Invitation to Transformation: Embracing Stillness
Annie Carpenter shares her wisdom on finding transformation through stillness in her yoga practice.
Ann Pizer |
We all know that for some, Savasana can be the hardest posture of any yoga class. The ability to find total stillness for so many of us can be extremely challenging, especially in our fast moving and busy lives. But remember, you are not alone!
The wonderful Annie Carpenter shares her experience of finding transformation through stillness.
“Lately (the last 10 or 12 years), in my Asana practice I’ve been choosing poses that I can hold — in stillness — for longer periods of time. They may even be easy poses, rather than the fun, more challenging ones. In fact there are just a few that I can hold for 3 minutes, 5 minutes, 10 minutes. Of course there are supported restorative poses—and yes, I love those too. But in my heart of hearts, it is Sarvangasana, shoulder-stand, and Sirsasana, head-stand, that really are my loves.
I have had a love-hate relationship with stillness my whole Yogic life. I love to move! The 5 breaths in (and out!) of poses a la Astanga Yoga, the vinyasa (movement with the breath) of flow and even the art of adjusting and aligning the body just so in the alignment practices, have enraptured and sharpened my attention for many years.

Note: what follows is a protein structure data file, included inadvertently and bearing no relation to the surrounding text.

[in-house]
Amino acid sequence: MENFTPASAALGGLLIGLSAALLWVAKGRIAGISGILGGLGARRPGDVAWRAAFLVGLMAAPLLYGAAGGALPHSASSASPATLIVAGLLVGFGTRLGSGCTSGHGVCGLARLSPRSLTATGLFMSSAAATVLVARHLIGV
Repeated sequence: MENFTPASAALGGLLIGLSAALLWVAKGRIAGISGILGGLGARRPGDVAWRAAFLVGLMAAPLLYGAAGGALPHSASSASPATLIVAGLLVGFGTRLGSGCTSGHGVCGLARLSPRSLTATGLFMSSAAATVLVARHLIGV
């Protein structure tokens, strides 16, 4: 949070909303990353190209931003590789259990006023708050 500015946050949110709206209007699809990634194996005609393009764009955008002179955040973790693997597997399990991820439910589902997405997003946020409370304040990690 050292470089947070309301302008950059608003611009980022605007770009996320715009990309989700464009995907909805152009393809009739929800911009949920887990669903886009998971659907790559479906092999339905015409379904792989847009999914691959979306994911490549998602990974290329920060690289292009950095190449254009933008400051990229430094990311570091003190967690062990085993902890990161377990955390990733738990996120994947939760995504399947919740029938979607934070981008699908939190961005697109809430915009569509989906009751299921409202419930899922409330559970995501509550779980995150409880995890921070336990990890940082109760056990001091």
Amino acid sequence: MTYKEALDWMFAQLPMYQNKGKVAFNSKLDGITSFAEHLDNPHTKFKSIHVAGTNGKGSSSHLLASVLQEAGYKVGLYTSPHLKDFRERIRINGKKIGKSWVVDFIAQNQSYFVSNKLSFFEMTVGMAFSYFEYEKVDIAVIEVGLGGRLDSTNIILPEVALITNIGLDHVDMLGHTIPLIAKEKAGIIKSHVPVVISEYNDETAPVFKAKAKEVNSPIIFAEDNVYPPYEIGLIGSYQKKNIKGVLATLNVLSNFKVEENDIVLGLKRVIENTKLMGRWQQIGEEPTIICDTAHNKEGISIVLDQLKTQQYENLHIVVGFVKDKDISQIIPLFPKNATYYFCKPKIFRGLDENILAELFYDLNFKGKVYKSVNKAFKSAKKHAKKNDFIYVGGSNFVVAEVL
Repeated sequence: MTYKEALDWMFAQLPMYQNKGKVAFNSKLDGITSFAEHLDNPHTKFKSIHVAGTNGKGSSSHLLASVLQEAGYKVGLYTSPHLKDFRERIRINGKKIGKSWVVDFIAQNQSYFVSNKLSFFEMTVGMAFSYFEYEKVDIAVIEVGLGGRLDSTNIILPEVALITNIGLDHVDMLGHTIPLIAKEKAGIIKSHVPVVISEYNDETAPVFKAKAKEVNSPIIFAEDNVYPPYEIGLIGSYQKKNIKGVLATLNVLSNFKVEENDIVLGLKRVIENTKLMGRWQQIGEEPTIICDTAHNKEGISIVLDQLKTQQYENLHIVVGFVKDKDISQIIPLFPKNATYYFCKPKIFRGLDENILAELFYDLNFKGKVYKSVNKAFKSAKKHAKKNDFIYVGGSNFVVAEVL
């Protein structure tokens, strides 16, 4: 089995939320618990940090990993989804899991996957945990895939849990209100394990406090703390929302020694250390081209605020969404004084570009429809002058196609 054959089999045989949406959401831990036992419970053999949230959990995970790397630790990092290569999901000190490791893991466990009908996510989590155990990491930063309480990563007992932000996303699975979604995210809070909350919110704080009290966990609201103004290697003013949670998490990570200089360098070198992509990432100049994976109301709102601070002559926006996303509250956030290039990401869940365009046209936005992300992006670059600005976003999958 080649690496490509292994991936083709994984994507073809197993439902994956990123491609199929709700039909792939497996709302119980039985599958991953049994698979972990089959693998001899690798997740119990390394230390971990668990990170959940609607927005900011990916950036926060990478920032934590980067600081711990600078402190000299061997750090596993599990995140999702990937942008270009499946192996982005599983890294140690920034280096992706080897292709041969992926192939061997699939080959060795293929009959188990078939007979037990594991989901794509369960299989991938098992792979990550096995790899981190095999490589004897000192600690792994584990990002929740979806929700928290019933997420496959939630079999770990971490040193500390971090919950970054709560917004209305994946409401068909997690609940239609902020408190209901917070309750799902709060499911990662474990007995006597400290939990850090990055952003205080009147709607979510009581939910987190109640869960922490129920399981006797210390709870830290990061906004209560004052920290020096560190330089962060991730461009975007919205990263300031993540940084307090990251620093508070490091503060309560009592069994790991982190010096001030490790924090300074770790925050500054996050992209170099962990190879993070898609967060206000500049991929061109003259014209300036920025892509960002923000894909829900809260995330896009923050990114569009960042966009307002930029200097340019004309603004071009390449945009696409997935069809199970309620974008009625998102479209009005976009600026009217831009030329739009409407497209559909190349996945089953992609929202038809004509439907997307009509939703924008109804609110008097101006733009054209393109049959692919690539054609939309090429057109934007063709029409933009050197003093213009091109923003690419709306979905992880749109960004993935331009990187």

And so the fascination with stillness continues to surprise me, even as it delights. In the stillness of the body, I am engulfed with the movements of the mind. These vritti (mental movements) can be joyous or sad, helpful or frustrating, soft or maddeningly loud. Some days they swarm like angry bees who have lost their queen; others they calm and settle and my drishti (gaze) rests in effortless awareness of both outer and inner in steady poise.
For me, stillness summons an ever subtler awareness of what is—including all the little urges to fidget and fix, and wishing and regretting — and the possibility of allowing, and releasing. Of Let; and its necessary partner, Go. And in the gap that follows: Peace.
For 2017— In the context and inspiration of Liforme’s “Live for More” – may we find joy in stillness and embrace this simple mantra: “Let. Go.” and trust that peace will follow.”
Annie Carpenter is the founder of SmartFLOW Yoga and has more than two decades of yoga teaching experience. Widely regarded as a ‘teacher’s teacher’, Annie lives and teaches in San Francisco, California.
Find out more about Annie at http://anniecarpenter.com/
Photo thanks: Allyson Pfeifer